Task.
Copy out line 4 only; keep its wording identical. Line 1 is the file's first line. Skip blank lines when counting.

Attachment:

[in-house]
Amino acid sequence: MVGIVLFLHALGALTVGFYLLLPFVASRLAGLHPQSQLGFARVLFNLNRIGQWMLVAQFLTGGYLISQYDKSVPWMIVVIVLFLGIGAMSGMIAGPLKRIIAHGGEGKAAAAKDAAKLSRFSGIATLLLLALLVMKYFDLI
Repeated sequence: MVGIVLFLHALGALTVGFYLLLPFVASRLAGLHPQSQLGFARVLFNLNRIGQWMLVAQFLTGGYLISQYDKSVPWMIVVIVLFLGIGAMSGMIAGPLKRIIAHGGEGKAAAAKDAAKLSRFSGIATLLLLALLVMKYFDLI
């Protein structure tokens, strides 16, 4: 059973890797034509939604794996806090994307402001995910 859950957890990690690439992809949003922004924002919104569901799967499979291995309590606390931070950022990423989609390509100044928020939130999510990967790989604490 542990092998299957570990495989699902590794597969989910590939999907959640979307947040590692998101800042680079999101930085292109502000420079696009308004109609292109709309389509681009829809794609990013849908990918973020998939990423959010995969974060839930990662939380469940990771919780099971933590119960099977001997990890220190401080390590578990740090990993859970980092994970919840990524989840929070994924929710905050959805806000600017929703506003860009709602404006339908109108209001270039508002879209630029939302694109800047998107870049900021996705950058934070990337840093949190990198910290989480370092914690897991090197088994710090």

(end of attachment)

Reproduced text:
């Protein structure tokens, strides 16, 4: 059973890797034509939604794996806090994307402001995910 859950957890990690690439992809949003922004924002919104569901799967499979291995309590606390931070950022990423989609390509100044928020939130999510990967790989604490 542990092998299957570990495989699902590794597969989910590939999907959640979307947040590692998101800042680079999101930085292109502000420079696009308004109609292109709309389509681009829809794609990013849908990918973020998939990423959010995969974060839930990662939380469940990771919780099971933590119960099977001997990890220190401080390590578990740090990993859970980092994970919840990524989840929070994924929710905050959805806000600017929703506003860009709602404006339908109108209001270039508002879209630029939302694109800047998107870049900021996705950058934070990337840093949190990198910290989480370092914690897991090197088994710090």